Concerns about Defense Spending
A friend recently wrote to me expressing concern about cutting Defense Spending. The jist of the argument is that, while wasteful and bureaucratic, modern defense jobs are highly specialized. Considering the quantity of people employed in the Military-Industrial Complex (MIC) and how little those skills are needed in the private sector, what can possibly be expected from a massive cut in Defense Spending other than another economic calamity?
From the Keynesian perspective, my friend is right. In fact, following the end of WWII, Keynesians predicted great economic strife from the return of servicemen to the private sector. After this prediction blew up in their faces, they invented the myth of "pent up demand" to explain why the economy recovered in 1946-47 (the numbers do not match up to their myth, but they believe it anyway.)
"the government cannot just disband the Army, close down munitions factories, stop building ships, and remove all economic controls." - Avlin Hansen, Keynesian Economist, 1945
This quote highlights exactly where mainstream economists go wrong, and why so many lay people fail in their attempts to see through economic proposals.
What Alvin and my friend are missing is one of the toughest concepts in economics to grasp. It is the Unseen.
"The bridge exists. It is, let us suppose, a beautiful and not an ugly bridge. It has come into being through the magic of government spending. Where would it have been if the obstructionists and the reactionaries had had their way? There would have been no bridge. The country would have been just that much poorer.
Here again the government spenders have the better of the argument with all those who cannot see beyond the immediate range of their physical eyes. They can see the bridge. But if they have taught themselves to look for indirect as well as direct consequences they can once more see in the eye of imagination the possibilities that have ever been allowed to come into existence. They can see the unbuilt homes, the unmade cars and radios, the unmade dresses and coats, perhaps the unsold and ungrown foodstuffs. To see these uncreated things requires a kind of imagination that not many people have. We can think of these nonexistent objects once, perhaps, but we cannot keep them before our minds as we can the bridge that we pass every working day. What has happened is merely that one thing has been created instead of others." -Henry Hazlitt, Economics in One Lesson, pp. 19-20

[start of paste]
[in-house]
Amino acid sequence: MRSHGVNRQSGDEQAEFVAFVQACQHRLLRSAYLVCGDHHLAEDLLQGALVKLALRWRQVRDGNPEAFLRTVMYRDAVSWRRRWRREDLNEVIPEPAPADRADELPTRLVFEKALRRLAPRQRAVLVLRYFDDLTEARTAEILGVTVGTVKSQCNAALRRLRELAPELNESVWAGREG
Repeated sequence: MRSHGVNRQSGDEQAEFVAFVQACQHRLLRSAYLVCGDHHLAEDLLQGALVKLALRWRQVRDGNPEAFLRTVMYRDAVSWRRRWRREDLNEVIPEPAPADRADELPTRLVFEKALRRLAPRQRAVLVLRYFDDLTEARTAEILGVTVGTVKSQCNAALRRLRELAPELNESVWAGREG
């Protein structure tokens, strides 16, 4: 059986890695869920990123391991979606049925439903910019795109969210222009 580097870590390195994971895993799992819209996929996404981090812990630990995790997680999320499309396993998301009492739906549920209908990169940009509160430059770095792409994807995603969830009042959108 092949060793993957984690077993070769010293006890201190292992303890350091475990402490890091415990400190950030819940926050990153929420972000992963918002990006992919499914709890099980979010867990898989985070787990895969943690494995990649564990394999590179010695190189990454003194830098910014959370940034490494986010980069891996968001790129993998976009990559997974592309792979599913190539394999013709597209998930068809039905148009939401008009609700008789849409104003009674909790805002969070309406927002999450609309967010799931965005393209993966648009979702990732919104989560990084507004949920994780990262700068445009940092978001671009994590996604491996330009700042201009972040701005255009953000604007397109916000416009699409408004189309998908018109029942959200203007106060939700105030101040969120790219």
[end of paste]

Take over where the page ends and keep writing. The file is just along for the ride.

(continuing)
Resources allocated to the MIC remove other possibilities from the economy. Every billion that is sent off to the war machinery is one billion that was never invested in the private sector. Regardless of the so-called benefits of military "spin-off" projects (projects that would have already taken place in the private sector if there was a need), it is impossible for many people to see what would have been if those MIC jobs had never existed in the first place, what would have been if that money had been invested in the private sector instead of being confiscated on behalf of Boeing and Northrop Grumman.
Where Do Jobs Come From?
According to the fairy tales passed around by Progressives and government teachers, jobs are granted to you be the benevolent overlords of the State. Without them, my goodness, we would all be living in a Hobbesian existence in a war of all against all. (Which is actually a perfect description of democracy.)
Jobs come from each other. We employ each other to meet ends that satisfy wants. No State is necessary for the creation of jobs. The State only exists in its lavish and putrid moral decadence because of the efforts of millions of private citizens that employ each other, creating wealth that the State can confiscate.
Without jobs, there is no State.
Without the State, there are plenty of jobs.
When Defense Spending finally gets cut (and maybe that won't happen in our lifetimes), mainstream economists will once again be fooled when the UNSEEN becomes possible again. We will give employment to each other, as we have all along.
For those who don't believe a lick the State's warfare propaganda, I strongly recommend Tom Woods' piece on Military Spending. It is an indespensible primer on waste, fraud, and abuse by our MIC.
David in Liberty